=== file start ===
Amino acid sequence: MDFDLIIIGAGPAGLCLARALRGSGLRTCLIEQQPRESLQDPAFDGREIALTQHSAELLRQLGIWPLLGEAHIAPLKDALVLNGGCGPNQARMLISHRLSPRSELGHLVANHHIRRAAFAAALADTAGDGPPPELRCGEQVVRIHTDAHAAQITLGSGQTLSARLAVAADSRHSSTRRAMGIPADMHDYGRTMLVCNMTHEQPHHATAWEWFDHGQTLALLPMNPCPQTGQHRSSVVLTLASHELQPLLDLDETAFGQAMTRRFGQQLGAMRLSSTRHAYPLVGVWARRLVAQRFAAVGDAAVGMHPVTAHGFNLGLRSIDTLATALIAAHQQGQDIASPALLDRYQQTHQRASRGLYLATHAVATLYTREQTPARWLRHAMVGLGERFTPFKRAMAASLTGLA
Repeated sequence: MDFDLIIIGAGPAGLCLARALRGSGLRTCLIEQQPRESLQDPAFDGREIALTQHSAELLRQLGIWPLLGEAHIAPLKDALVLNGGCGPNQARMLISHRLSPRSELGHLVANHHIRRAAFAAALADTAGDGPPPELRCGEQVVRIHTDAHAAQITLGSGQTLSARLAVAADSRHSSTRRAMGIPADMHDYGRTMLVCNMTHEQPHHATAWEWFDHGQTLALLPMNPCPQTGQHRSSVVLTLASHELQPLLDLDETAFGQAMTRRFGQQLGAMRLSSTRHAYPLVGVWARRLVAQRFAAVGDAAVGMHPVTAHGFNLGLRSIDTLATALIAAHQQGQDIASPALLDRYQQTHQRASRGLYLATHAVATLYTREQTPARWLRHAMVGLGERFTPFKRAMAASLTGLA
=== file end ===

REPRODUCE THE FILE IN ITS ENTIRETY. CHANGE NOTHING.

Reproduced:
Amino acid sequence: MDFDLIIIGAGPAGLCLARALRGSGLRTCLIEQQPRESLQDPAFDGREIALTQHSAELLRQLGIWPLLGEAHIAPLKDALVLNGGCGPNQARMLISHRLSPRSELGHLVANHHIRRAAFAAALADTAGDGPPPELRCGEQVVRIHTDAHAAQITLGSGQTLSARLAVAADSRHSSTRRAMGIPADMHDYGRTMLVCNMTHEQPHHATAWEWFDHGQTLALLPMNPCPQTGQHRSSVVLTLASHELQPLLDLDETAFGQAMTRRFGQQLGAMRLSSTRHAYPLVGVWARRLVAQRFAAVGDAAVGMHPVTAHGFNLGLRSIDTLATALIAAHQQGQDIASPALLDRYQQTHQRASRGLYLATHAVATLYTREQTPARWLRHAMVGLGERFTPFKRAMAASLTGLA
Repeated sequence: MDFDLIIIGAGPAGLCLARALRGSGLRTCLIEQQPRESLQDPAFDGREIALTQHSAELLRQLGIWPLLGEAHIAPLKDALVLNGGCGPNQARMLISHRLSPRSELGHLVANHHIRRAAFAAALADTAGDGPPPELRCGEQVVRIHTDAHAAQITLGSGQTLSARLAVAADSRHSSTRRAMGIPADMHDYGRTMLVCNMTHEQPHHATAWEWFDHGQTLALLPMNPCPQTGQHRSSVVLTLASHELQPLLDLDETAFGQAMTRRFGQQLGAMRLSSTRHAYPLVGVWARRLVAQRFAAVGDAAVGMHPVTAHGFNLGLRSIDTLATALIAAHQQGQDIASPALLDRYQQTHQRASRGLYLATHAVATLYTREQTPARWLRHAMVGLGERFTPFKRAMAASLTGLA